As a leader, how comfortable are you to be walkabout and amongst your people? Or do you prefer to wait for them to come to you in the safety of your office?
How visible are you in your role? Do you prefer to work alone or together with others? If you are a leader, are you always seen in your office or are you known to be “around your troops?” Do you wait for your people to come to you or are you more out and about and amongst them? What is your preferred style? How comfortable are you amongst your people, or is your office a “safer place” for you?
Management by Walkabout
Merriam-Webster defines “walkabout” as a 1908 coinage that refers primarily to “a short period of wandering bush life engaged in by an Australian aborigine as an occasional interruption of regular work”.
Obviously that is not what I am referring to here, but the term has become quite well used in Australia. I want to discuss this in the business leadership style context that highlights management’s exposure amongst those that they lead.
Up the Organization
I was first introduced to this concept when decades ago I read the then AVIS CEO, Robert Townsend’s book “Up the Organization”. There are a number of his sayings and doings that I still regularly quote from today which I will refrain from doing here, but one stood out for me that I wish to draw on here: he chose not to have an office. An EA yes, but no office. His approach was that as CEO his place was either:
- with his clients or client organisations
- walking about his operations or with his people
- In the Boardroom (or other meeting rooms) challenging, debating and implementing what he had heard, learned and observed.
There are probably not many topics written about as much as leadership, and of course what I’m talking about here is about leadership – style.
One of the best metaphors in this topic’s context is the military one of the general’s style.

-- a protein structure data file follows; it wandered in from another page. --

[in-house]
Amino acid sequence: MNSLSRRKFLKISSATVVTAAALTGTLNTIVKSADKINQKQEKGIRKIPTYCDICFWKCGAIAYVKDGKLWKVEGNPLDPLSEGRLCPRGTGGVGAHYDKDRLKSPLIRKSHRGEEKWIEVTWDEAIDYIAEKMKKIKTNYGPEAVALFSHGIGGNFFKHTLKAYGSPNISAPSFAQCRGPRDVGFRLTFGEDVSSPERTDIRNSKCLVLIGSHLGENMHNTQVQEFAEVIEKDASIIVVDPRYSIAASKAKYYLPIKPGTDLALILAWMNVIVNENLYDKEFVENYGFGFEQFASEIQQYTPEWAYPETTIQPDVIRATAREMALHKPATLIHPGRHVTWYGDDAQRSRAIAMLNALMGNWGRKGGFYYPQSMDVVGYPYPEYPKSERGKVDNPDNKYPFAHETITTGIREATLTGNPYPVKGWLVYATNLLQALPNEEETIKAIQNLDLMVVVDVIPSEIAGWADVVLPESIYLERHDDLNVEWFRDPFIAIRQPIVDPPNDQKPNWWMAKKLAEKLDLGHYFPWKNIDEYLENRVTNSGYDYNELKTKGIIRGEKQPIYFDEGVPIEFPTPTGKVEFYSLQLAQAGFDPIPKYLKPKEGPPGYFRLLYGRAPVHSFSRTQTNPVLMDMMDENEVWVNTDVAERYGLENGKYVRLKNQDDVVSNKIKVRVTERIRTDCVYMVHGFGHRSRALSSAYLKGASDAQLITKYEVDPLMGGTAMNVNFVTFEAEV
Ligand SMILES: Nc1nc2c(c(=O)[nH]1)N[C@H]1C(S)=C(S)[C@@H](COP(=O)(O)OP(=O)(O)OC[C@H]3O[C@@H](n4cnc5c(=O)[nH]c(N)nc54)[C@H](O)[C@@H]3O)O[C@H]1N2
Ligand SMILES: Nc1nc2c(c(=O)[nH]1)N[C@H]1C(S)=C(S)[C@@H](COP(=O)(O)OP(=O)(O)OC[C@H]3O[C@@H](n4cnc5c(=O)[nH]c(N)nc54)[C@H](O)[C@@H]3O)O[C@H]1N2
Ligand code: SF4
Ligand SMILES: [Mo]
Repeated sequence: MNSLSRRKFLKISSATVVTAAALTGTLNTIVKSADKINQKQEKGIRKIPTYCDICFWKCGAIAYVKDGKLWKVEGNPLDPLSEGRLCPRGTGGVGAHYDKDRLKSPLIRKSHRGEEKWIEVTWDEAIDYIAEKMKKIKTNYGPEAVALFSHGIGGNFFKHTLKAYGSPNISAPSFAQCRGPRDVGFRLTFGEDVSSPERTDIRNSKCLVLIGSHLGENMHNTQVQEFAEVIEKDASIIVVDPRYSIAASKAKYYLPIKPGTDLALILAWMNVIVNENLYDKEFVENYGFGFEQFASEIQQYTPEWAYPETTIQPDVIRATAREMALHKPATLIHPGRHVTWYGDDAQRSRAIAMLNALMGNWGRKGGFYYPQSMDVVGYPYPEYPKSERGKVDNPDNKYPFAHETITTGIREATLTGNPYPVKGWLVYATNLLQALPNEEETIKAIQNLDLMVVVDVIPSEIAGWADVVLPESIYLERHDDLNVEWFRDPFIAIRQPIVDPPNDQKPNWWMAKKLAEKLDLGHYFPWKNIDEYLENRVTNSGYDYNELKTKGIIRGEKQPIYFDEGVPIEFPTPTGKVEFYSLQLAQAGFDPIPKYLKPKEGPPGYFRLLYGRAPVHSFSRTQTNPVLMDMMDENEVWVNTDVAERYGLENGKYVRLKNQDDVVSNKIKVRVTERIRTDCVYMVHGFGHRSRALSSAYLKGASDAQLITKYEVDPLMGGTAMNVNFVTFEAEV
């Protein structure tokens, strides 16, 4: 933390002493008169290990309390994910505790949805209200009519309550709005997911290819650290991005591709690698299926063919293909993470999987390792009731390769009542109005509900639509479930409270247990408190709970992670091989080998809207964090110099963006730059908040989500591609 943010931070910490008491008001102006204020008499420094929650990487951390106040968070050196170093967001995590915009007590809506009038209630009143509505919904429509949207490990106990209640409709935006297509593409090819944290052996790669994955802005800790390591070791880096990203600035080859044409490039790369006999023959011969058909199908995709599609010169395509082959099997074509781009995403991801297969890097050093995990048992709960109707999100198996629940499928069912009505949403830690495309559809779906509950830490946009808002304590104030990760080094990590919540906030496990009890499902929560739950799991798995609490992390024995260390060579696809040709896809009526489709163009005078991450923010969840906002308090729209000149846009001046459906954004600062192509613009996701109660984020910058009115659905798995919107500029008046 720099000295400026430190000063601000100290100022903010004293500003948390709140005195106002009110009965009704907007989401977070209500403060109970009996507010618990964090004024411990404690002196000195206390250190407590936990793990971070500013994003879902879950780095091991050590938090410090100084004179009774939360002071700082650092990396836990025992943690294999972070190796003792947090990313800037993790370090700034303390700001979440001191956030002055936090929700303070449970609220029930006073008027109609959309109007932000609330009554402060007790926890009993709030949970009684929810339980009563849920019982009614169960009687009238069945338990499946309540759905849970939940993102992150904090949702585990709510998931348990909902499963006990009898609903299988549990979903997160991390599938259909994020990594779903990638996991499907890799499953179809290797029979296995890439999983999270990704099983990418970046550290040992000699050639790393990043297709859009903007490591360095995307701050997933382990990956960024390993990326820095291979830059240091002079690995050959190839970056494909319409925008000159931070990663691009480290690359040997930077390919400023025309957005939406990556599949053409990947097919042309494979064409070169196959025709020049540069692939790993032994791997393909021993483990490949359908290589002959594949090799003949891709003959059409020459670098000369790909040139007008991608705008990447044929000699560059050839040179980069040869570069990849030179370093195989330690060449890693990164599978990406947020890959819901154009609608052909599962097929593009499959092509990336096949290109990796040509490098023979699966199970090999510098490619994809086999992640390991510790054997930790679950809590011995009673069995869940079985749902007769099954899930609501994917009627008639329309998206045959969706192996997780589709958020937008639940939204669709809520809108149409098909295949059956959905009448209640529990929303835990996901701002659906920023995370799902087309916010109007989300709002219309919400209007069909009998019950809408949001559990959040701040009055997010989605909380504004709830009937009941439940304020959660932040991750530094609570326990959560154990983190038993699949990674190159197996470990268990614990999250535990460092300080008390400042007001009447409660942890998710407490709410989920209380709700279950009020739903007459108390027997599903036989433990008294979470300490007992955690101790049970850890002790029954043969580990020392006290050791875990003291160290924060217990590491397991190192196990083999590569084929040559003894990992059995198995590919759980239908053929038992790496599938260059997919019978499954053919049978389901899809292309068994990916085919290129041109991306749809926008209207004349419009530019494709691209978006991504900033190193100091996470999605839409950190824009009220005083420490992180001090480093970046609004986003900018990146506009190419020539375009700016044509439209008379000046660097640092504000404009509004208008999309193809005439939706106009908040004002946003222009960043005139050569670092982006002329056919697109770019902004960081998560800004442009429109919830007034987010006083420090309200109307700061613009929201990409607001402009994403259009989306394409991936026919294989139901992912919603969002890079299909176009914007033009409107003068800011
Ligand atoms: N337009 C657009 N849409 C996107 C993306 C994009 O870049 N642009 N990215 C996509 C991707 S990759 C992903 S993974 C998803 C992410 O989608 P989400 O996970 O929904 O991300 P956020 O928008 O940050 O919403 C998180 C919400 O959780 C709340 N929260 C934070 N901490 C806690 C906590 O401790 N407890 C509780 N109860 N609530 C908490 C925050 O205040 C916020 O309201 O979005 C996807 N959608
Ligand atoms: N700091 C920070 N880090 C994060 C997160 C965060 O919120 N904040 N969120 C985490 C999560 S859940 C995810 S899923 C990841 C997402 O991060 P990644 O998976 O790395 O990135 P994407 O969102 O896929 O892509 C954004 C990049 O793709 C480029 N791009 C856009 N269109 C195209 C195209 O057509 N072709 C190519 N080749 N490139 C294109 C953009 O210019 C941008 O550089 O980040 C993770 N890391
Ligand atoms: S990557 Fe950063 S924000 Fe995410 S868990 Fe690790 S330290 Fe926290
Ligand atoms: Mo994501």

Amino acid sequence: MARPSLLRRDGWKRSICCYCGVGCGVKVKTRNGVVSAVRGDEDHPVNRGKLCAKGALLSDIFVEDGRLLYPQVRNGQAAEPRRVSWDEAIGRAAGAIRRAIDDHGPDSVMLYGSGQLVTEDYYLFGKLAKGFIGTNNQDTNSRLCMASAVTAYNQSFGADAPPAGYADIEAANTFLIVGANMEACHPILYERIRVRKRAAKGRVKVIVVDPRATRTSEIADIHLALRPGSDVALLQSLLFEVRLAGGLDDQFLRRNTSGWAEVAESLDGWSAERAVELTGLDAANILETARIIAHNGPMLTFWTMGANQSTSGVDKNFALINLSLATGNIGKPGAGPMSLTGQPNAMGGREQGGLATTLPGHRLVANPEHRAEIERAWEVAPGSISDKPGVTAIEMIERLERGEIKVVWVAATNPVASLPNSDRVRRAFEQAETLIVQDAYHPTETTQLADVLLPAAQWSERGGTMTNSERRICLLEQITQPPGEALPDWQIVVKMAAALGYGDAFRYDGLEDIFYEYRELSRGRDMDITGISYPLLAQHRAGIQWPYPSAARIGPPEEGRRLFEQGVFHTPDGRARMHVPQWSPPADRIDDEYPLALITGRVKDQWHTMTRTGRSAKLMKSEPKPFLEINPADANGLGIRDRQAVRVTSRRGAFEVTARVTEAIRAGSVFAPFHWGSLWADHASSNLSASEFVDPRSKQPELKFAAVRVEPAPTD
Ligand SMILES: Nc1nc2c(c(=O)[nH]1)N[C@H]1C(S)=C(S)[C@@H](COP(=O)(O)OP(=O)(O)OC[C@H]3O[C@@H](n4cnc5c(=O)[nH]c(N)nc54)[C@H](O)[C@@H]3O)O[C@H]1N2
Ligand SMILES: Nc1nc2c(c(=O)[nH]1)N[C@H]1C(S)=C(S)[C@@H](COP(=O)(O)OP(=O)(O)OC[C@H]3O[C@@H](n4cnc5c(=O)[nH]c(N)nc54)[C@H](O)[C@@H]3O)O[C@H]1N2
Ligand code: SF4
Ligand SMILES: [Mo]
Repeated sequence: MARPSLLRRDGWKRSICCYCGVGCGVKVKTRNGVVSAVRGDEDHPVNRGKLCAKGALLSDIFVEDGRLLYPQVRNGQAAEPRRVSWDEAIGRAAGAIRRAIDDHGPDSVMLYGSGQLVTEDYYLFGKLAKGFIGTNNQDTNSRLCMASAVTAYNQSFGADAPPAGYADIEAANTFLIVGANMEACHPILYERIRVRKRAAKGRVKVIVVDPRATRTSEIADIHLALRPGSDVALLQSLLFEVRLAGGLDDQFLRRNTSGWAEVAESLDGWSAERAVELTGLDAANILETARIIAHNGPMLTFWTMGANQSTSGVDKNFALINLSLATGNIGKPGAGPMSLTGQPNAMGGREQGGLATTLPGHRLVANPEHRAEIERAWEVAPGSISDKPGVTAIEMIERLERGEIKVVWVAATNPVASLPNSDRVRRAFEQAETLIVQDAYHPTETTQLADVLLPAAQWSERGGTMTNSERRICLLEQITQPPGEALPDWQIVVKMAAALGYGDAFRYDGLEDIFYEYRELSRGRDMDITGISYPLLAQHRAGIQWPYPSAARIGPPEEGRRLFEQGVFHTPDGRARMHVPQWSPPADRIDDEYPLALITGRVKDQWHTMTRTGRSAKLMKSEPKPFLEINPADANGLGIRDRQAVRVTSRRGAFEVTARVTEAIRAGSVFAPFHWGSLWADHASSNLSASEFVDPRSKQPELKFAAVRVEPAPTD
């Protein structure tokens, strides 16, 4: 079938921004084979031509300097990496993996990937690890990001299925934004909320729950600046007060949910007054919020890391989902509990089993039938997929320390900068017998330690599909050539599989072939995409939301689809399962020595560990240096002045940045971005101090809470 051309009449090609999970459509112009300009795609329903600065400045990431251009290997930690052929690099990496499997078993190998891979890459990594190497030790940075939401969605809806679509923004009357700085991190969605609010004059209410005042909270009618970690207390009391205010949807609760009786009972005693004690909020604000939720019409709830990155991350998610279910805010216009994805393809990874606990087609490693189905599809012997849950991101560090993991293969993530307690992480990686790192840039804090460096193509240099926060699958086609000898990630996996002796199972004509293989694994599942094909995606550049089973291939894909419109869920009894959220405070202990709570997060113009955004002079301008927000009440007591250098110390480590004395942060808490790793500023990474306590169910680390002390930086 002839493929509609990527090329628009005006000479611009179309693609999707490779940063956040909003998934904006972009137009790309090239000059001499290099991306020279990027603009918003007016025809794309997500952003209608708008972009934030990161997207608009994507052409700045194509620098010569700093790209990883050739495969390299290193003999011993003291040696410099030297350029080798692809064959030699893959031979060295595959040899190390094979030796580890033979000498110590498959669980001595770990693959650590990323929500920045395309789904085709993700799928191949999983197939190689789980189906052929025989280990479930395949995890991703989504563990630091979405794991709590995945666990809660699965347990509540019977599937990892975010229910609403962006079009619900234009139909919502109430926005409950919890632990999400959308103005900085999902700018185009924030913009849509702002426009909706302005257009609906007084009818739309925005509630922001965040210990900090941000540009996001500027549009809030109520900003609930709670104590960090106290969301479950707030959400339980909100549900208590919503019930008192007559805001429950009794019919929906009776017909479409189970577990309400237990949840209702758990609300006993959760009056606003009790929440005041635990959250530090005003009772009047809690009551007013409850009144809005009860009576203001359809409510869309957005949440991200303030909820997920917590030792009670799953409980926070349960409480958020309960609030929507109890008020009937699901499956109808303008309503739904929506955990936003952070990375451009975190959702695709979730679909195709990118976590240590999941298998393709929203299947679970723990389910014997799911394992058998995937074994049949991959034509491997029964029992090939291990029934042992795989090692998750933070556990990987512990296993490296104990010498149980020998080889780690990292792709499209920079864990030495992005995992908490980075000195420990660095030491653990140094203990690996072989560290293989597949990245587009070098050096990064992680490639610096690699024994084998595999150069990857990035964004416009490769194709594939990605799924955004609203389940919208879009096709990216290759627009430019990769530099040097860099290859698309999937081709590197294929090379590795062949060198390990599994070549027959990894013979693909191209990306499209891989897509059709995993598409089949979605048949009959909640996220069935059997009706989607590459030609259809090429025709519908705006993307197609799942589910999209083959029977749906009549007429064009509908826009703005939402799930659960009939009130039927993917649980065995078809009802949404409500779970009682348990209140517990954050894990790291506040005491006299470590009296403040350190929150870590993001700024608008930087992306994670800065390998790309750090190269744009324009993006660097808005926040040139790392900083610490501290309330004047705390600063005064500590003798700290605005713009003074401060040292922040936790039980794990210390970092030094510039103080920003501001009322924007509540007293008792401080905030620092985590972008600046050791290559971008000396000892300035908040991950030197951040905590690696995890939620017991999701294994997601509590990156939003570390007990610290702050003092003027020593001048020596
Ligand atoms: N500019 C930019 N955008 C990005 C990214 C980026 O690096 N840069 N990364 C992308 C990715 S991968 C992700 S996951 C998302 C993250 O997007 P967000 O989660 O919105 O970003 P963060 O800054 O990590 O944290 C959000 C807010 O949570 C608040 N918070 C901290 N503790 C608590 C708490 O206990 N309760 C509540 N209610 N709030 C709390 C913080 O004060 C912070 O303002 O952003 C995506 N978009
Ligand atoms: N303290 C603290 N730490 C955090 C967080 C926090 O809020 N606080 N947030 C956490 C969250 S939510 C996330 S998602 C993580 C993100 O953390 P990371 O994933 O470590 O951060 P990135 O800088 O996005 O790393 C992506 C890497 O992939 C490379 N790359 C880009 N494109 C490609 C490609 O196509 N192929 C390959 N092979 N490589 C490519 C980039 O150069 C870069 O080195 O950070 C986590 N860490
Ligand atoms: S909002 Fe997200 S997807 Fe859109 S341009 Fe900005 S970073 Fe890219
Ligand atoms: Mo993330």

Some are known to be the master strategists who, from the safe distance of their command post tent, direct the operations committing their troops to their destinies to drive the required outcomes – Leading from behind.
Others (who may be just as strategic) prefer to be out in the trenches rubbing shoulders with their men, inspiring them with their presence and their encouragement – leading from within or even from the front.
Which of these two scenarios do you think the troops are more fired up in or feel more valued? Which do you think will “do whatever it takes”? Literally prepared to die for him?
Neither of these is necessarily right or wrong or better or worse, is it? Of course the right choice will often be circumstantial, but it does highlight very different styles of leadership, much of which is just a relevant in business leadership today.
Walkabout with style
I have been facilitating and coaching in a large corporate organization in Singapore over the last month where it has been very interesting to watch the typical corporate dynamics play out around me. One leader stood out for me in that environment, which partly inspired this blog. He has a wonderful style of walking about on the floor and engaging with those he leads, those whose support he needs and those he answers to. He is just as busy as the best of those around him, but is seen to make time to talk to everyone – to listen to them and make them feel important. I could see how his people and those around him respond to that.